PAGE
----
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U.S. Perspectives and Foreign Policy in Latin America - Essay Example

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Given the rise of left-leaning leaders in countries like Venezuela, Argentina and Bolivia in recent times, there could be a no more relevant time than the present to critically analyze and explore US Security Policy in Latin America.
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U.S. Perspectives and Foreign Policy in Latin America
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U.S. Perspectives and Foreign Policy in Latin America

Download file to see previous pages... The BBC asserted that while the U.S. government has been busy implementing its war against terrorism in Iran and Afghanistan, its relations with Latin America turned sour, from Mexico down to Peru. Strong anti-American feelings, or what one Peruvian leader called "the neo-liberal economic model that has failed to benefit our nation", converted into a string of electoral victories by what the West perceives as left-leaning governments. 2

A "leftward" drift is apparent in Latin America's southern hemisphere since the start of the decade. In Venezuela, leftist Hugo Chavez garnered 56.93% of the votes in 30 July 2000. In Brazil, center-Left Luis Inacio LULA da Silva won 61.27% in the second round of elections in October 27, 2002. In Argentina, left-leaning Nestor Kirchner was sworn in as president on May 25, 2003 to a four-year term of office after his rival, Carlos Menem, decided to stand down. In Uruguay, Tabar Ramn Vzquez Rosas of the Frente Amplio garnered 51.94% in the October 31, 2004 elections. In Bolivia, left-wing Evo Morales won a historic 54% of the vote in 18 December 2005. In Chile, center-Left Michelle Bachelet's second round votes of 53.49% beat Michelle Bachelet in 15 January 2006. In Peru, center-Left Alan Garcia beat Ollanta Humala in 4 June 2006. 3

Lula is again expected to win in the upcoming run-off elections this 29 October 2006. On December 3, Venezuela's Chavez will face liberal democrat Manuel Rosales. Elsewhere in the region, leftward shifts that are not necessarily anti-U.S. have also been observed in Honduras, Haiti, and Costa Rica. Former Nicaraguan Sandinista Party Chief Daniel Ortega will make another presidential re-election bid in November 2006.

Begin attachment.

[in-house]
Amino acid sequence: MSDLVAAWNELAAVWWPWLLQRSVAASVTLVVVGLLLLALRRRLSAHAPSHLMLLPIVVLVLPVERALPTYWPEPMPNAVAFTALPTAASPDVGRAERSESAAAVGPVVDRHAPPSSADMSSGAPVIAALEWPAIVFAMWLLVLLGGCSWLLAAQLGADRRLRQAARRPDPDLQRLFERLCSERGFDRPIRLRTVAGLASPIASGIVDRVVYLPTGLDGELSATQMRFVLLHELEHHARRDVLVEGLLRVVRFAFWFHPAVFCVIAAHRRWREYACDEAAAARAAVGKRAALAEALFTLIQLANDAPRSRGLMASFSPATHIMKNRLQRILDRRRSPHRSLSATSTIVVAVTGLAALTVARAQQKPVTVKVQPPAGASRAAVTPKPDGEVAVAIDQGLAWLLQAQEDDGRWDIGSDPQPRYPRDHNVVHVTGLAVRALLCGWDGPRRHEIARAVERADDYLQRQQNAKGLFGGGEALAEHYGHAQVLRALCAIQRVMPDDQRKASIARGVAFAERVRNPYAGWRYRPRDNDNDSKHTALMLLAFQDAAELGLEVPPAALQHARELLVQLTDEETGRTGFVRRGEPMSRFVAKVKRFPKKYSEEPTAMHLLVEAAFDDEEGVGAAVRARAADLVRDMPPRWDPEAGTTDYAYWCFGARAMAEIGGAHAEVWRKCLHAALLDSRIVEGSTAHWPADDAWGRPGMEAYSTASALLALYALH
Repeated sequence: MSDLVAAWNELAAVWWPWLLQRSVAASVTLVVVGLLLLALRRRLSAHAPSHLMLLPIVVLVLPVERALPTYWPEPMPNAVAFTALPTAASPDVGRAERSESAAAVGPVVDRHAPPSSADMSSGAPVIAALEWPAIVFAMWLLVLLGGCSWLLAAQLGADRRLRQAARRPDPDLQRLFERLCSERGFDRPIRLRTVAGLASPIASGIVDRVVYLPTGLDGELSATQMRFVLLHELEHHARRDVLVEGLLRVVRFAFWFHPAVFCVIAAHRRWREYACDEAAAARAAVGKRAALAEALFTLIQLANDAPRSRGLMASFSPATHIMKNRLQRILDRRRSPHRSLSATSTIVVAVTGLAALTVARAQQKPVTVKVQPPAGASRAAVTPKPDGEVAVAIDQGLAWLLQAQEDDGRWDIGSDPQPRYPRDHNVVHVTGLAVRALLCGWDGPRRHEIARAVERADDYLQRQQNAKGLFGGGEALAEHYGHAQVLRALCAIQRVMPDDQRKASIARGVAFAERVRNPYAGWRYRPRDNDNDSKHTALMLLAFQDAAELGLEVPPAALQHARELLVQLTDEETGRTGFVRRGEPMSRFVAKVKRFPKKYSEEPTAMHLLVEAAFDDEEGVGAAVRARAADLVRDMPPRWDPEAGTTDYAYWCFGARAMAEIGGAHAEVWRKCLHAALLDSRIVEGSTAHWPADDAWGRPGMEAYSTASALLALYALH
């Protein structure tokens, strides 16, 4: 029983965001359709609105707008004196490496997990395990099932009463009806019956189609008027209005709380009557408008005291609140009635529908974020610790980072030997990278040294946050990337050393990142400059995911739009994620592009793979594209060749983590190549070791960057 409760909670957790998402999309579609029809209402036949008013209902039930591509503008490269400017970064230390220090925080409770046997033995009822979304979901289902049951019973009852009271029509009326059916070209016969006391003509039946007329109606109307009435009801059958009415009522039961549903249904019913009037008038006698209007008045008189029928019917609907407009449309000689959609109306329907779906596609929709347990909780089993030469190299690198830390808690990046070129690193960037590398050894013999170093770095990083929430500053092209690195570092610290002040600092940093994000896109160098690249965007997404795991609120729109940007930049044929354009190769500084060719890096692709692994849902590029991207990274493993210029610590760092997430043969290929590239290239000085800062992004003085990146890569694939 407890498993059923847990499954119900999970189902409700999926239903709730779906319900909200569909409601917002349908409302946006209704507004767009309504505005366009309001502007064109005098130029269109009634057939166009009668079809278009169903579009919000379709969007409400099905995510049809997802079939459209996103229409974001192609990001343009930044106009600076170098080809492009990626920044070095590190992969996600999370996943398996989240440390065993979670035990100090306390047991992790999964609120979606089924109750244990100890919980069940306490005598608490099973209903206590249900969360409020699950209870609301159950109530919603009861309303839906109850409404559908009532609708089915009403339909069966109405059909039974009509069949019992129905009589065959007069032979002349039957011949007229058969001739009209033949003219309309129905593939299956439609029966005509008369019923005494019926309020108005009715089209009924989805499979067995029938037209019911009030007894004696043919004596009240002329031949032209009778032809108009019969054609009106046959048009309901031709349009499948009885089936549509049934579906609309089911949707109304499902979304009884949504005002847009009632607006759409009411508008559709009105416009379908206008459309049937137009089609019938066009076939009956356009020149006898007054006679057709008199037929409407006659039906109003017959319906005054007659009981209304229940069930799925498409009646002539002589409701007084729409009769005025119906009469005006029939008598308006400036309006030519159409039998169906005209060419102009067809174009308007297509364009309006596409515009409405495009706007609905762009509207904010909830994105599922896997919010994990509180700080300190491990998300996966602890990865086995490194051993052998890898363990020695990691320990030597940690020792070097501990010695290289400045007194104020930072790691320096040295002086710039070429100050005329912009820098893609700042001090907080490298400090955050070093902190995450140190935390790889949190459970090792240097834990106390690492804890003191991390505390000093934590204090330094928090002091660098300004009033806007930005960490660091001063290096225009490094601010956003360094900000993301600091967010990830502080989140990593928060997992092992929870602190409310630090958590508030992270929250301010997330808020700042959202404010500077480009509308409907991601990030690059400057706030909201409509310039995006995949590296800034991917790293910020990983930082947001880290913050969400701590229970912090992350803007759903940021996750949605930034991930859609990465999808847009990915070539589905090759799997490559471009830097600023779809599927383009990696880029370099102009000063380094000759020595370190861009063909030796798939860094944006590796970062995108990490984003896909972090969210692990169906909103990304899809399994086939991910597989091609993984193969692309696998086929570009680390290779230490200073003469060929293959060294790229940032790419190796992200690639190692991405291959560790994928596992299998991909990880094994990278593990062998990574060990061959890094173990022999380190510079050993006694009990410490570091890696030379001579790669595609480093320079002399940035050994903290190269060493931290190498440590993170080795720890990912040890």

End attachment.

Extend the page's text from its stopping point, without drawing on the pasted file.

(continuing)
II. Independence, Regional Integration and Petroleum Politics

Noam Chomsky, the renowned linguist and political analyst, noted in June 2006 that for the first time since the Spanish colonization, many countries in the hemisphere are "moving towards a degree of independence and towards a degree of integration." Petroleum-oil and gas-is a key issue. Chomsky adds that the United states is "terrified" considering that the largest energy producer in the hemisphere is Venezuela, which is one of the five founding members of the Organization of Petroleum Exporting Countries (OPEC). Bolivia, with its vast gas reserves, is second to Venezuela. 4

Last February, U.S. secretary of state Condoleezza Rice accused Chavez of "Latin brand of populism that has taken countries down the drain," and that Venezuela's relationship with Cuba is "particularly dangerous." 5

A controversial figure next to Venezuela's Hugo Chavez is Evo Morales of Bolivia. Last March 2006, Noam Chomsky said of Evo Morales's victory:

"Morales' election reflects the entry of the indigenous population into the political arena throughout the continent. Along with other popular forces, indigenous people are demanding control over their own resources, a serious threat to Washington's plans to rely on resources from the Western hemisphere, particularly energy." 6

Otto Reich, former assistant secretary of state for the Western hemisphere and adviser to President George Bush, presents a different view however. In the same BBC interview with Noam Chomsky regarding Evo Morales challenge to the ...Download file to see next pagesRead More
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